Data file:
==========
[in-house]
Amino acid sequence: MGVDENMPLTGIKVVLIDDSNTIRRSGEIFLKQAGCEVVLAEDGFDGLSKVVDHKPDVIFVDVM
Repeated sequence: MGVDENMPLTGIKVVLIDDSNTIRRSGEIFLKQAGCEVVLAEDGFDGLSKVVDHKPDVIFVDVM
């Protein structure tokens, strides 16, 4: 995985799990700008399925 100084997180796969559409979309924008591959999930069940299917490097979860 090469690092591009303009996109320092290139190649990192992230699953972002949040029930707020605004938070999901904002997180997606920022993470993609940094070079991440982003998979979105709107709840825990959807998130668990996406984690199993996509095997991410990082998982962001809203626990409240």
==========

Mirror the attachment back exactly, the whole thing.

[in-house]
Amino acid sequence: MGVDENMPLTGIKVVLIDDSNTIRRSGEIFLKQAGCEVVLAEDGFDGLSKVVDHKPDVIFVDVM
Repeated sequence: MGVDENMPLTGIKVVLIDDSNTIRRSGEIFLKQAGCEVVLAEDGFDGLSKVVDHKPDVIFVDVM
């Protein structure tokens, strides 16, 4: 995985799990700008399925 100084997180796969559409979309924008591959999930069940299917490097979860 090469690092591009303009996109320092290139190649990192992230699953972002949040029930707020605004938070999901904002997180997606920022993470993609940094070079991440982003998979979105709107709840825990959807998130668990996406984690199993996509095997991410990082998982962001809203626990409240």